A Tulsa Public Schools attorney questions whether the decision to downgrade the district’s accreditation complied with the state’s public notification requirements.

Citing a 2021 decision by the Oklahoma State Supreme Court, TPS General Counsel Jana Burk said at the Oklahoma State Board of Education meeting on Thursday that the council’s vote in July to accredit the district with a warning — a harsher punishment than “with shortcomings,” as recommended by the Oklahoma State Department of Education — was taken in violation of the state’s open meeting law.

“What is unquestionably problematic and a violation of the Open Meeting Act is that the agenda item did not inform the public that the board may consider accreditation decisions other than those recommended, especially the more severe ones,” Burk said.

The board at Thursday’s meeting denied TPS’s request to reconsider its decision on the district’s accreditation status.

As posted, the agenda of the July 28 meeting of the state school board lists “discussion and possible action on school district and site accreditation recommendations for the 2022-2023 school year.”

Although a separate agenda item is listed for the accreditation status of a private school based in Oklahoma City, there is not one for Tulsa or Mustang, the other school district whose Accreditation status was downgraded from what was recommended by the Oklahoma State Department of Education. due to alleged violations of the law created by the House Bill 1775.

Passed in 2021, the law prohibits teaching that one race or sex is inherently superior to another. It also prohibits students from feeling guilty or uncomfortable because of their race or gender, as well as teaching that anyone is inherently racist, sexist, or oppressive, whether consciously or not.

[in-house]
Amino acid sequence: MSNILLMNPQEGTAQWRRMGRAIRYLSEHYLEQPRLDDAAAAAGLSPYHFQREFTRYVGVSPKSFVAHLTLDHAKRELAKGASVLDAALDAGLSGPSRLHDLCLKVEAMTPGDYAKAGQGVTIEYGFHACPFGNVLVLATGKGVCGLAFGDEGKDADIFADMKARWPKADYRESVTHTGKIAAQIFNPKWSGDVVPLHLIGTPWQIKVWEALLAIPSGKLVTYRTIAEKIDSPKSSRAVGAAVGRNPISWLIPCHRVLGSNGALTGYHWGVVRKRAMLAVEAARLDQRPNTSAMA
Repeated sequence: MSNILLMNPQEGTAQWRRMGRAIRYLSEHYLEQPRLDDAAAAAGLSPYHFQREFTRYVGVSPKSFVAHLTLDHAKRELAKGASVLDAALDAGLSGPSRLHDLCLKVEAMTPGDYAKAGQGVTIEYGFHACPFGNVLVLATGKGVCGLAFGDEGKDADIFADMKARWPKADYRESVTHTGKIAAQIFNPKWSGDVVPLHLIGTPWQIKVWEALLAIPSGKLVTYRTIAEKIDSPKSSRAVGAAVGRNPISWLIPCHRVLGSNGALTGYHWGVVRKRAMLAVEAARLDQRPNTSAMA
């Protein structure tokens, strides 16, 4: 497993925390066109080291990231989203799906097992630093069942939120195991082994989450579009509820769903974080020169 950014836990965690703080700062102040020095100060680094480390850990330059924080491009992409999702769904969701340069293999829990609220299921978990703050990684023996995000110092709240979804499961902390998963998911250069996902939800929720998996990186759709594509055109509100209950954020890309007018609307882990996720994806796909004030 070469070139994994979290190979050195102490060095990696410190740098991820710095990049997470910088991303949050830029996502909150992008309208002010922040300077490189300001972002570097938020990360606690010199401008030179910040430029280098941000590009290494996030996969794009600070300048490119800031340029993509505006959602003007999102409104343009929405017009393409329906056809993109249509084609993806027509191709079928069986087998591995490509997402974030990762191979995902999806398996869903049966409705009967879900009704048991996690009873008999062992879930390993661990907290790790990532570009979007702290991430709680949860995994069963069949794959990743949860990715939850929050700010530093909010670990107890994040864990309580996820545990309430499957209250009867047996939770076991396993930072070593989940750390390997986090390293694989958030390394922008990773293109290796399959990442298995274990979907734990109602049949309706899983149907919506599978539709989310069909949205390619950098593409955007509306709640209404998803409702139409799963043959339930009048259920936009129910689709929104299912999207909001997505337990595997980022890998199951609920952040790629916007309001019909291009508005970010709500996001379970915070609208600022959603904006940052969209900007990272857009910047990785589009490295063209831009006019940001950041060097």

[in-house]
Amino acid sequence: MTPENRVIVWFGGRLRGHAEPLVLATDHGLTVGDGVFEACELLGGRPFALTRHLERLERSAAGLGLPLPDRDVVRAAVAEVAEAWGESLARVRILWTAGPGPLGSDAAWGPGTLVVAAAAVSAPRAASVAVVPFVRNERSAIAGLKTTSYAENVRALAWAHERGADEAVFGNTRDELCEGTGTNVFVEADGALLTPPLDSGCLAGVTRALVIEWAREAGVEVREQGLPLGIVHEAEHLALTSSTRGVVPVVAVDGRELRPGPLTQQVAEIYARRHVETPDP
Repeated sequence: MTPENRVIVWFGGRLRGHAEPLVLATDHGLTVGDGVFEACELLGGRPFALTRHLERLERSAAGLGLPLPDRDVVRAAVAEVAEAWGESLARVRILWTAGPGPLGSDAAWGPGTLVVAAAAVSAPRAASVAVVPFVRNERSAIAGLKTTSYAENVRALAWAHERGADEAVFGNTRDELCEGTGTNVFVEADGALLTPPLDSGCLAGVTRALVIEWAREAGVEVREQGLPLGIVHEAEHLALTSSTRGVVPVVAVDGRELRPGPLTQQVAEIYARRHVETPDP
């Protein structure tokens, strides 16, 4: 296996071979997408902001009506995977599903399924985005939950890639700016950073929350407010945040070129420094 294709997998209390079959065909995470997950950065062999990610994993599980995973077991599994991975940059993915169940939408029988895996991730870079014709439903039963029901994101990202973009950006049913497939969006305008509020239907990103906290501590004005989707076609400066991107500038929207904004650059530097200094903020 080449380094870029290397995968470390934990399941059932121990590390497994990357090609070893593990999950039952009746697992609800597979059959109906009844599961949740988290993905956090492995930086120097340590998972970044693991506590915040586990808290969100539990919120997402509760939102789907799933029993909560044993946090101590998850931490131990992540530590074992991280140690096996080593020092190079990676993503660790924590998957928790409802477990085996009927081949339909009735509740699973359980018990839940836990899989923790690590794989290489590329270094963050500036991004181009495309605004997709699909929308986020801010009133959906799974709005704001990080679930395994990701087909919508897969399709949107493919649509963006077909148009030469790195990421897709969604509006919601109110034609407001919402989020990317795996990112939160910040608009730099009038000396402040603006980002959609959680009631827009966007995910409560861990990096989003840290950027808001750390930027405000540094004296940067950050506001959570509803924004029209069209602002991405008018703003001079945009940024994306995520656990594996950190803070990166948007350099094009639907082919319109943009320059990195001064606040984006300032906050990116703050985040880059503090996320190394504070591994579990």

TPS was penalized for an August 2021 professional development session about implicit bias offered to teachers by a third-party vendor after a science teacher at Memorial High School filed a complaint, claiming the training had a section that “includes statements that specifically shame white people for past offenses in history, and state that all are implicitly racist in nature.

Mustang self-declared a violation involving willful activity intended to teach empathy in a single middle school class.

Accreditation recommendations for TPS and Mustang, as well as other districts, charter schools and individual campuses across the state, were published in a 333-page Excel spreadsheet.

The Oklahoma Supreme Court held in April 2021 in Fraternal Order of Police v. City of Norman that the City of Norman violated the Open Meetings Act when it did not include proposed budget changes for the Norman Police Department on the June 2020 City Council agenda. These amendments were approved, resulting in a six-figure budget reduction for the Sûreté Normande.

The Norman agenda in question specifically listed capital and operating budgets for other entities and 11 other proposed changes as attachments, but not all three for the police department. This in turn prompted the state Supreme Court to rule that the agenda had failed to give sufficient public notice and “created a false implication that Council activity would be limited to passing or rejection of the budgets, subject only to the amendments listed”.

“It’s analogous to what happened to us last month,” Burk said. “Your credentialing agenda item did not inform the public that the board may consider and approve credentialing statutes different from those recommended.”

Under Oklahoma’s Open Meeting Act, any vote taken in violation of that law, such as the Norman Police Department budget-slashing amendments that were at the heart of the Oklahoma Supreme Court case in 2021, is considered invalid.

Kathryn Gardner is a Tulsa-based attorney with the Reporters Committee for Freedom of the Press, a nonprofit organization that provides assistance on freedom of information issues.

Speaking in broad terms, Gardner reiterated that while state law does not set out a jurisdictional threshold, posting requirements under the Open Meetings Act require agendas to be written. in language that the average person can reasonably understand and base their actions on.

“The recent Oklahoma Supreme Court decision in the Norman case is illustrative because in that case, it’s not like there isn’t a reference to a budget on the agenda” , she said. “They said they would consider one.

“However, in taking action on these amendments, it is an example of the dividing line the courts are prepared to draw in a case where someone has not completely deviated from the agenda, but the discussion and actions of the meeting certainly go beyond what was contemplated by the public notice that was provided.

As of the close of business Friday, no litigation had been filed by either of the docked districts, and neither is listed as a party to an ongoing federal lawsuit in the Western District of the Oklahoma challenging the constitutionality of HB 1775.

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